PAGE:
Category Archives: Rants & Ramblings

Password Security for Dummies

If we’ve learned anything from the recent security breach at Adobe, it’s that passwords are not secure. And if you use the same password everywhere you are an easy target.

You suck at remembering passwords?

Who doesn’t!

Use a generic one for unimportant stuff like your Gmail login, but use different, longer, non-dictionary passwords for anything where money is involved, like your bank login or PayPal login. If you don’t, one hack on one little, unimportant site that you do not control can bankrupt you. It is happening to real people like you and me. Change your passwords now.

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Note To Self

Working on low-level tasks is a drain on your energy and enthusiasm. It also impacts your confidence to take on high-level tasks. Admit it: At times when you are working in your business rather than on it, you are miserable and unmotivated. Insist on delegating every single task that someone can be trained to do. Even those crucial tasks that need to be done really well. There are wonderful, talented people out there who would love the opportunity.

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Good Design versus Small Business

In my experience, my small business clients prefer the work of my junior designers over the (more accomplished) work of my senior designers. It’s a swoosh mentality. A name with a swoosh going around it is still popular with many small business owners who could not really give a damn if it’s good design or not. They like it. Their customers think it looks cool. That’s all that matters to them.

As we get better at what we do and push design ever closer to art, we tend to loose touch with these clients. It pisses me off when a client rejects a brilliant logo proposal and asks for more “swooshy” designs. Should we educate them? Perhaps. But perhaps these business owners are more in touch with reality than we are. If a swooshy logo sells their products then prescribing anything else in the interest of “good design” is selfish.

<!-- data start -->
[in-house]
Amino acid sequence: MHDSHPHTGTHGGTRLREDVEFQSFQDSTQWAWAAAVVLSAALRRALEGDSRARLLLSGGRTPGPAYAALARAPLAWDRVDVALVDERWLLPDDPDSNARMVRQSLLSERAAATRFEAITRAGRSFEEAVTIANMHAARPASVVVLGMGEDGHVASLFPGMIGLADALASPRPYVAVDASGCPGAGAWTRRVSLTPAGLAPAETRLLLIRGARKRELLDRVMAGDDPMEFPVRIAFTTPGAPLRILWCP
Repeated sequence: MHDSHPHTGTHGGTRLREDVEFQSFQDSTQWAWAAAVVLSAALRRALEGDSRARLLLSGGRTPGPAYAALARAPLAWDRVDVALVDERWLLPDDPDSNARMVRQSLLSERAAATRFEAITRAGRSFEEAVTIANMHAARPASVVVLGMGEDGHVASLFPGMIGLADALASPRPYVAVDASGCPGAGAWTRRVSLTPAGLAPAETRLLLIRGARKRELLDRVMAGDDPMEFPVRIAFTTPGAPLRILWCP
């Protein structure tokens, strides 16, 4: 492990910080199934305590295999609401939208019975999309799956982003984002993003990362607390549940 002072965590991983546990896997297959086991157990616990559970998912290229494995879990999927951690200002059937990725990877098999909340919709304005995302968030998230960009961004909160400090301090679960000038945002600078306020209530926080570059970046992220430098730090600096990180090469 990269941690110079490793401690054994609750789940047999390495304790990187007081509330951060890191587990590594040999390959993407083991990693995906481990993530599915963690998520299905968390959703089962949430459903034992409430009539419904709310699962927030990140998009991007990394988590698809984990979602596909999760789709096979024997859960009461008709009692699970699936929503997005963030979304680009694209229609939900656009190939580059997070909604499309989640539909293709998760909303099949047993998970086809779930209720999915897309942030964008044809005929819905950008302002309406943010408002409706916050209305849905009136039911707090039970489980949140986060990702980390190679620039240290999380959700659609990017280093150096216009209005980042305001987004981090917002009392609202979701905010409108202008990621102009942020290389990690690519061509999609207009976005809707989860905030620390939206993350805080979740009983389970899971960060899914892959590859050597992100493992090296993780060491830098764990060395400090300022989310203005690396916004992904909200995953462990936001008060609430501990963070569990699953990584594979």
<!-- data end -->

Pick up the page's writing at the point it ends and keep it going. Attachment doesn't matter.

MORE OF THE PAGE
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Shipped

Seth Godin often uses the word “shipped” to describe a project launched into the world. I like it. “Shipped” can be the status of anything. Anything that you set out to accomplish and then see through. It is not the same as “done”. Few things are ever done. And success isn’t required. What is required is that you invest in it. Time, effort and/or money. And then ship it despite the risk of failure.

In the shop next to my graphic design studio an artist set up a painting studio. I think her work is good, but not spectacular. I love that she does not hide her paintings in her house. She “ships” them by hanging them in the shop – and even outside the shop where everyone can see. It’s a massive risk, investing your soul into a work and hanging it where people walking in the street can see it. But not doing it is not living.

What did you ship in 2013?

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Customer Expectation Manager

WTF? I hear you ask. That was my response as well. I saw this job title on the CV of someone I was interviewing for an admin position.

Business owner, when you need a customer expectation manager it is time to take a step back and re-evaluate, because you are doing it wrong. Make a clear promise to your customer and find a way to deliver more. It is as simple as that. It should be.

This is about being the good guy, but it is also about making more money. When your customers receive more than they were promised you earn trust, which on the Net translates into reputation, which translates into sales.